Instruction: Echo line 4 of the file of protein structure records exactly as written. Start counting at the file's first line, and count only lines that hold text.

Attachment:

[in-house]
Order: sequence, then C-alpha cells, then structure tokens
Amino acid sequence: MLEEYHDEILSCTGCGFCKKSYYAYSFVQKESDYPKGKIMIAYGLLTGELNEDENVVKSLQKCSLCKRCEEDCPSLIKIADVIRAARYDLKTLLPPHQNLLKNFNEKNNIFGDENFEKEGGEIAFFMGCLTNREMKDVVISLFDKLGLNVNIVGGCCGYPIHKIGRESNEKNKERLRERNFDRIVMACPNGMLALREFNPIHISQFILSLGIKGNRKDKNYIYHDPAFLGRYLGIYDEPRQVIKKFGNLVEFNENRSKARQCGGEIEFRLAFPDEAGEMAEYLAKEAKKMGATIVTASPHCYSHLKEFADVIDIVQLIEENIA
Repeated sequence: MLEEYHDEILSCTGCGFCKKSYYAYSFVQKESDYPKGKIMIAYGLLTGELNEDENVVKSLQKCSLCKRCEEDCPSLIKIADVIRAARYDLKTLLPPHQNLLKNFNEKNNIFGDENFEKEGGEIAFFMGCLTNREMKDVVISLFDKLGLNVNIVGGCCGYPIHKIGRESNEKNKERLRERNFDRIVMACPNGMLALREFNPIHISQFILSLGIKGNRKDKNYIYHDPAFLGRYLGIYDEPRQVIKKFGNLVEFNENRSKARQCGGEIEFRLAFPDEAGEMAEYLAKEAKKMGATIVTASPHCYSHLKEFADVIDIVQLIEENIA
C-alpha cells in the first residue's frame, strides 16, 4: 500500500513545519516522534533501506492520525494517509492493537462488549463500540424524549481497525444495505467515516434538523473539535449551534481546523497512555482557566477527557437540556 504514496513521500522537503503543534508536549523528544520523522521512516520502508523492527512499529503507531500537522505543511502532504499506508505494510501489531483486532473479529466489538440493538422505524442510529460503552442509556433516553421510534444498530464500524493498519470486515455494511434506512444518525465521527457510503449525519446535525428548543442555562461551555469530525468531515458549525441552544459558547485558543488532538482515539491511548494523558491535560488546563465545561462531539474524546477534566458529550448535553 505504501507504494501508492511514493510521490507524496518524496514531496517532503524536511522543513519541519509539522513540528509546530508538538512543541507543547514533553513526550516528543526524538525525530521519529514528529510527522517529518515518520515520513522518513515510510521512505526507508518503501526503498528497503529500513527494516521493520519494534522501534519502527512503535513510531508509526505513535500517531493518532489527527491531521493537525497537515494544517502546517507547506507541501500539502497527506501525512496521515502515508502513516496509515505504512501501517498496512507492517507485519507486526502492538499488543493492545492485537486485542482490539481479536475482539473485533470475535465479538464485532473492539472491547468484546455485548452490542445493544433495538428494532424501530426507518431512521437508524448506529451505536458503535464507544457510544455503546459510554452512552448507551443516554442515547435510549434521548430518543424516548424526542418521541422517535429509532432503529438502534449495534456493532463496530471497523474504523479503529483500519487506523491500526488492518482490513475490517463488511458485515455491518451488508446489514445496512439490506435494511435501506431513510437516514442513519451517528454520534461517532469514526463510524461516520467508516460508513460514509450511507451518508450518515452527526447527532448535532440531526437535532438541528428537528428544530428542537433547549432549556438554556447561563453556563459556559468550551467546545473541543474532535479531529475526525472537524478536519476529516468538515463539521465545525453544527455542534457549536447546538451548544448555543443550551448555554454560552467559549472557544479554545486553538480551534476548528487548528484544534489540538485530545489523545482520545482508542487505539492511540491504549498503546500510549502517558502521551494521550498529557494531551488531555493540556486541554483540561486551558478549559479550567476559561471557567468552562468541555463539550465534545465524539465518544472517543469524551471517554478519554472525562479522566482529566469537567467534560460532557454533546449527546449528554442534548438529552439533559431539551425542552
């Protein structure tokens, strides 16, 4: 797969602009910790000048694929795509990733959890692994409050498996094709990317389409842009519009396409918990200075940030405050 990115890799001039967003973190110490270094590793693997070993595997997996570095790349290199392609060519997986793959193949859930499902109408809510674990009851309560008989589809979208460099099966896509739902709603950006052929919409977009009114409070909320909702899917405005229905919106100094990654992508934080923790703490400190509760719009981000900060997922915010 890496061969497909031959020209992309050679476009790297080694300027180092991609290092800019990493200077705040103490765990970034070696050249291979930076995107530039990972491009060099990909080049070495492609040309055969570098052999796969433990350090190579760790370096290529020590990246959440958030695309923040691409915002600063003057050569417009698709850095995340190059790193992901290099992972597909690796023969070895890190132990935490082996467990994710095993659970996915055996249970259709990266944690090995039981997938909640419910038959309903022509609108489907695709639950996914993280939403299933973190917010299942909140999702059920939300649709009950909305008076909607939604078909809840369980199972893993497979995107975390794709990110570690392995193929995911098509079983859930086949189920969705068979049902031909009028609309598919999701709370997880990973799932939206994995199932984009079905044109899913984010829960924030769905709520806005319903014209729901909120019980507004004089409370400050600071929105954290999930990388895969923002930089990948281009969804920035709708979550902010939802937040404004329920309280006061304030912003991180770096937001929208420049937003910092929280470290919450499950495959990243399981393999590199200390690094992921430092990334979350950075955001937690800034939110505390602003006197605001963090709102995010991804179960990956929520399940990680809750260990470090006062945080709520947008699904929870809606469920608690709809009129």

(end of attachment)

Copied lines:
Repeated sequence: MLEEYHDEILSCTGCGFCKKSYYAYSFVQKESDYPKGKIMIAYGLLTGELNEDENVVKSLQKCSLCKRCEEDCPSLIKIADVIRAARYDLKTLLPPHQNLLKNFNEKNNIFGDENFEKEGGEIAFFMGCLTNREMKDVVISLFDKLGLNVNIVGGCCGYPIHKIGRESNEKNKERLRERNFDRIVMACPNGMLALREFNPIHISQFILSLGIKGNRKDKNYIYHDPAFLGRYLGIYDEPRQVIKKFGNLVEFNENRSKARQCGGEIEFRLAFPDEAGEMAEYLAKEAKKMGATIVTASPHCYSHLKEFADVIDIVQLIEENIA